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Why does every tournament have to be the same?

Posted By: Art Grater
Date: Monday, 3 March 2014, at 8:46 a.m.

In Response To: Why does every tournament have to be the same? (phil simborg)

PHIL: Not every tournament has to be the same, but don't you think it could be a little confusing is you go from one game to another and the rules are different? Is that good for the game? What if you had different rules for chess everywhere you went? And how confusing would that be for beginners?

ART: Many tournaments have different rules at the SAME tournament! Do you think anyone playing Dual-Duel in San Antonio was bewildered because it had some different rules from the Main? Same with tournaments hosting Nack BG, Speed BG, Sasson BG, or BG-to-lose.

PHIL: And while we're on the subject of beginners, ask Jeb Horton about that. He has experienced beginners that were angered and upset because of being penalized for accidental mistakes. They were used to playing in "friendly games" and on line and suddenly forced to play in "unfriendly" games. Jeb is not the only one who has gotten this feedback.

ART: How common is this? If it is a widespread problem, then make beginner tournaments LM. But it's a mistake to extrapolate one TD's experience to all tournaments for what should be obvious reasons.

PHIL: But it's not just about having a single, internationally-accepted set of rules...its about having the best rules..the rules that lead to the kind of game that the majority of people and most of the top experts believe is a better game, a fairer game, a game that lends itself to better sportsmanship and fewer conflicts. If one rule wins in those categories, why shouldn't it be adopted by all?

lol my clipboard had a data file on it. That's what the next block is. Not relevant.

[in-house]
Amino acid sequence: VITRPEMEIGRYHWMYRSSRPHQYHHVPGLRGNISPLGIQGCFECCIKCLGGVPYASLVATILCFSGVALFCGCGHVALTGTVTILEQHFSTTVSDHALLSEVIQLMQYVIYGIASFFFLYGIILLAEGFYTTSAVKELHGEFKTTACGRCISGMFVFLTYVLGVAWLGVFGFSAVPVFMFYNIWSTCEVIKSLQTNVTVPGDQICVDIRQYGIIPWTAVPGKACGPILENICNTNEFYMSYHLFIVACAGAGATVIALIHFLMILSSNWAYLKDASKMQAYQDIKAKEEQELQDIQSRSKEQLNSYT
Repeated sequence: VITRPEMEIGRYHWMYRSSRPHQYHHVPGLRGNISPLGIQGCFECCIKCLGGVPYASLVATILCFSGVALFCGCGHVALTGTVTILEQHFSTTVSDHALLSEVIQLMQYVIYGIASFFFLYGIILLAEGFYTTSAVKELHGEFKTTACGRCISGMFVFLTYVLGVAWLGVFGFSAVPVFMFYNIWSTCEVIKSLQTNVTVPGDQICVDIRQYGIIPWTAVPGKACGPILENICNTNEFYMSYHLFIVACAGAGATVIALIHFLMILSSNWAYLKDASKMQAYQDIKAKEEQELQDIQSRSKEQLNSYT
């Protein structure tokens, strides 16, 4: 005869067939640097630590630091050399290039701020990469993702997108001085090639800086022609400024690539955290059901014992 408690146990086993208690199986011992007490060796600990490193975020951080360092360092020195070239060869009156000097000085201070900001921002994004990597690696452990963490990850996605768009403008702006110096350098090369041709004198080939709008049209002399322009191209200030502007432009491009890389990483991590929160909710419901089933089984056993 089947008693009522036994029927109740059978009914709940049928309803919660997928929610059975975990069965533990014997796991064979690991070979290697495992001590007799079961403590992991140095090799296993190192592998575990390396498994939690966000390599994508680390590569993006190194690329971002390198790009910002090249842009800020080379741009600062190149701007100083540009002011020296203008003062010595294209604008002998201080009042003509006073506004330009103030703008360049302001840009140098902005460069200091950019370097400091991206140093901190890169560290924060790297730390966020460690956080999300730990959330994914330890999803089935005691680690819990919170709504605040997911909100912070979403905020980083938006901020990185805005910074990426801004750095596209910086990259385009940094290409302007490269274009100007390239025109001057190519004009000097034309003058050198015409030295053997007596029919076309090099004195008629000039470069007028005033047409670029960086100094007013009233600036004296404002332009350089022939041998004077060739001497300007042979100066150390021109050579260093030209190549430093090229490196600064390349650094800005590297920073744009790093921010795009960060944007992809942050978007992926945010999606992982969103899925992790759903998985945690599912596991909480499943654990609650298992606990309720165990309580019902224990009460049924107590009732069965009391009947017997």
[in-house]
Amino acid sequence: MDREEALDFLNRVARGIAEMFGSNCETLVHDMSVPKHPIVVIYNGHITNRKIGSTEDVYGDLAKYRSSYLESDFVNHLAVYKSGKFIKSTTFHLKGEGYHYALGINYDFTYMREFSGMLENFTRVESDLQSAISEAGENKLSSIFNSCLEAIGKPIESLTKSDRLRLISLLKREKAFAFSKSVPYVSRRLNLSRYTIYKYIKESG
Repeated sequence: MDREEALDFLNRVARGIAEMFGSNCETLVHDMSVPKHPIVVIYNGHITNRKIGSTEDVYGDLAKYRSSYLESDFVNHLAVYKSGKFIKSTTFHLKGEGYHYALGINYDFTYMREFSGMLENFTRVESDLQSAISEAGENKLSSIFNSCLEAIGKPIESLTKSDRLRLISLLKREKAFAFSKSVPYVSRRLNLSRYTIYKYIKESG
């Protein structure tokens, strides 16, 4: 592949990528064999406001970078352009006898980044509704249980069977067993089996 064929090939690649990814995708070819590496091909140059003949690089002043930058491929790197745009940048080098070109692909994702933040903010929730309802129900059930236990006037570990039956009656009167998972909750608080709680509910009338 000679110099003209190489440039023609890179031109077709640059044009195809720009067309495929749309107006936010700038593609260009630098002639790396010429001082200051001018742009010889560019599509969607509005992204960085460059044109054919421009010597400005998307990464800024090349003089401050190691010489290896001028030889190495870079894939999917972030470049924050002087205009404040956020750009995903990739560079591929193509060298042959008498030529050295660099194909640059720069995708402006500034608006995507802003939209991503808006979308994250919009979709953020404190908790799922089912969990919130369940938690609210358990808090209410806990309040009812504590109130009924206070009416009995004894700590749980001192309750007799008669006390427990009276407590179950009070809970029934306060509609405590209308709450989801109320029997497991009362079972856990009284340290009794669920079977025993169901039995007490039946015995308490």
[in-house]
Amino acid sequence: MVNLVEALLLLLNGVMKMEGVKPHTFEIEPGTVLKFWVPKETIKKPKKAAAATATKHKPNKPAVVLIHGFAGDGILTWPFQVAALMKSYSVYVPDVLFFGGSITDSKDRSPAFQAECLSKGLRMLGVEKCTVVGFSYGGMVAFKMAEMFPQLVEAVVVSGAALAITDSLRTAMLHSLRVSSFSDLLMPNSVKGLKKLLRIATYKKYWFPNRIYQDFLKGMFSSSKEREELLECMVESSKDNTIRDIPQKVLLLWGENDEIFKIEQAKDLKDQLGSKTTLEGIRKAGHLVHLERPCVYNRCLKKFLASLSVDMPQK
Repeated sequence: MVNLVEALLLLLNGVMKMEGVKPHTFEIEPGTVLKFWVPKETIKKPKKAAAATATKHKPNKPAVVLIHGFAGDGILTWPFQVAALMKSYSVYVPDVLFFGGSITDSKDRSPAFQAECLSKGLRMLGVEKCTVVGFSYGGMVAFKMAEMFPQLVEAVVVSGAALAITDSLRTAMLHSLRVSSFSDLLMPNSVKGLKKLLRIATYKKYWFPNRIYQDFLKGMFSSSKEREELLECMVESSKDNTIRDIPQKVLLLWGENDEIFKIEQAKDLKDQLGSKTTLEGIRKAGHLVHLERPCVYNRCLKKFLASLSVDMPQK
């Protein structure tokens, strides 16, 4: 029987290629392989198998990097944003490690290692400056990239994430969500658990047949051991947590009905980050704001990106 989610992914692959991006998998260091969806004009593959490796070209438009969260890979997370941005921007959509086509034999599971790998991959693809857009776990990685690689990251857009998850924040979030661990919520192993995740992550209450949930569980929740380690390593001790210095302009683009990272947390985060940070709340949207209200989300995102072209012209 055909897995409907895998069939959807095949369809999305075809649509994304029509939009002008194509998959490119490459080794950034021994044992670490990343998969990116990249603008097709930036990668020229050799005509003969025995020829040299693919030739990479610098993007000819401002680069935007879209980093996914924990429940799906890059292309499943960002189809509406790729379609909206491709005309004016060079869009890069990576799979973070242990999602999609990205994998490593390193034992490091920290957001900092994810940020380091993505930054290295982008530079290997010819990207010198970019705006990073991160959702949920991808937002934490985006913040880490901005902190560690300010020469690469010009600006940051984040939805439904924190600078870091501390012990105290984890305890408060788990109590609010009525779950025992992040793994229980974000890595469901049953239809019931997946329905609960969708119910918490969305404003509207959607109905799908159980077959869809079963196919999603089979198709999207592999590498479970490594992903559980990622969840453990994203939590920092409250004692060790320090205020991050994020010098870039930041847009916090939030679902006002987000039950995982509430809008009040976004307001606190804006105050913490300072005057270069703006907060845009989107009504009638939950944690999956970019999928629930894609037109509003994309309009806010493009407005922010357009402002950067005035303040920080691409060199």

ART: Those are simply opinions. There is also a majority opinion on doubles consulting, but that doesn't mean the dissenting opinion is unfair or invalid. As to a uniform set of rules, at one time all tournaments that I know of were NLM. Does that mean no tournament should ever have used LM?

PHIL: Sure, if one tournament director decides he wants to have a rule or two that is different and makes sure everyone knows about it, it's not the end of the world...but why shouldn't backgammon be like every other legitimate game and competition: with an accepted, clear, and standard set of rules?

ART: OK. NLM everywhere would be accepted, clear and standard.

PHIL: As for your argument about using one set of dice, I completely agree that one set and a clock would solve one of the problems with non-legal moves. But then when you don't have one set and a clock, which happens a lot in the same room and at the same tournament, and the next day at the coffee house or bar, you have to get everyone used to playing by another set of rules. No reason to have two sets of rules for two different situations.

ART: So with all the nuances and complexities of modern BG, players can't handle NLM play as well as LM? What did we do for decades, centuries and millennia? And why shouldn't two players at a LM tournament not be allowed to play NLM if they both want to?

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